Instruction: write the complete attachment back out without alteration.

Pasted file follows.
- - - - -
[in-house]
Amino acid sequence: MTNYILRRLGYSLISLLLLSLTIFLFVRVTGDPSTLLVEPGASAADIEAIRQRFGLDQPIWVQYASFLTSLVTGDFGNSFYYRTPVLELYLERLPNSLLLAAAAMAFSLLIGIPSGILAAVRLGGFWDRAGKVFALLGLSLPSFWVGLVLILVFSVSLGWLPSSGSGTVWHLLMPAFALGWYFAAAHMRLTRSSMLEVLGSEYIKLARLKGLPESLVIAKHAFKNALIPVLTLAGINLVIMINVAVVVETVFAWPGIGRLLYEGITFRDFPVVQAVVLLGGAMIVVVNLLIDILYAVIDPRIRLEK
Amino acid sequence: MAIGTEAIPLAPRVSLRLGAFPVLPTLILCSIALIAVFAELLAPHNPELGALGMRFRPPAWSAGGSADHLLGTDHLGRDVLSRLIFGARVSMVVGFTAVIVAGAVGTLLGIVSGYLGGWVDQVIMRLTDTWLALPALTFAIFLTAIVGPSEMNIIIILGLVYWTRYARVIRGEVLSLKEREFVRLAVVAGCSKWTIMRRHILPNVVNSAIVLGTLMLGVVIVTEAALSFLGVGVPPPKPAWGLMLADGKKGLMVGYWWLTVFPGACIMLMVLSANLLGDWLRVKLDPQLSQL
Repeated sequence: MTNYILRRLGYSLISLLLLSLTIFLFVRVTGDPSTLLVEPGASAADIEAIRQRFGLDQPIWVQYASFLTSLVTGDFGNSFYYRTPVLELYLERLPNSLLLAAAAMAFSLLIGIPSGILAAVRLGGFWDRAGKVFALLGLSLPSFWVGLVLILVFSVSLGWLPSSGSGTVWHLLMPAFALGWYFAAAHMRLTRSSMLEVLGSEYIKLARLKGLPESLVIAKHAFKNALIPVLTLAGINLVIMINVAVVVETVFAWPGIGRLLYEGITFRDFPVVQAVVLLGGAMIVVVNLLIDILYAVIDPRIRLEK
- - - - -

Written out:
[in-house]
Amino acid sequence: MTNYILRRLGYSLISLLLLSLTIFLFVRVTGDPSTLLVEPGASAADIEAIRQRFGLDQPIWVQYASFLTSLVTGDFGNSFYYRTPVLELYLERLPNSLLLAAAAMAFSLLIGIPSGILAAVRLGGFWDRAGKVFALLGLSLPSFWVGLVLILVFSVSLGWLPSSGSGTVWHLLMPAFALGWYFAAAHMRLTRSSMLEVLGSEYIKLARLKGLPESLVIAKHAFKNALIPVLTLAGINLVIMINVAVVVETVFAWPGIGRLLYEGITFRDFPVVQAVVLLGGAMIVVVNLLIDILYAVIDPRIRLEK
Amino acid sequence: MAIGTEAIPLAPRVSLRLGAFPVLPTLILCSIALIAVFAELLAPHNPELGALGMRFRPPAWSAGGSADHLLGTDHLGRDVLSRLIFGARVSMVVGFTAVIVAGAVGTLLGIVSGYLGGWVDQVIMRLTDTWLALPALTFAIFLTAIVGPSEMNIIIILGLVYWTRYARVIRGEVLSLKEREFVRLAVVAGCSKWTIMRRHILPNVVNSAIVLGTLMLGVVIVTEAALSFLGVGVPPPKPAWGLMLADGKKGLMVGYWWLTVFPGACIMLMVLSANLLGDWLRVKLDPQLSQL
Repeated sequence: MTNYILRRLGYSLISLLLLSLTIFLFVRVTGDPSTLLVEPGASAADIEAIRQRFGLDQPIWVQYASFLTSLVTGDFGNSFYYRTPVLELYLERLPNSLLLAAAAMAFSLLIGIPSGILAAVRLGGFWDRAGKVFALLGLSLPSFWVGLVLILVFSVSLGWLPSSGSGTVWHLLMPAFALGWYFAAAHMRLTRSSMLEVLGSEYIKLARLKGLPESLVIAKHAFKNALIPVLTLAGINLVIMINVAVVVETVFAWPGIGRLLYEGITFRDFPVVQAVVLLGGAMIVVVNLLIDILYAVIDPRIRLEK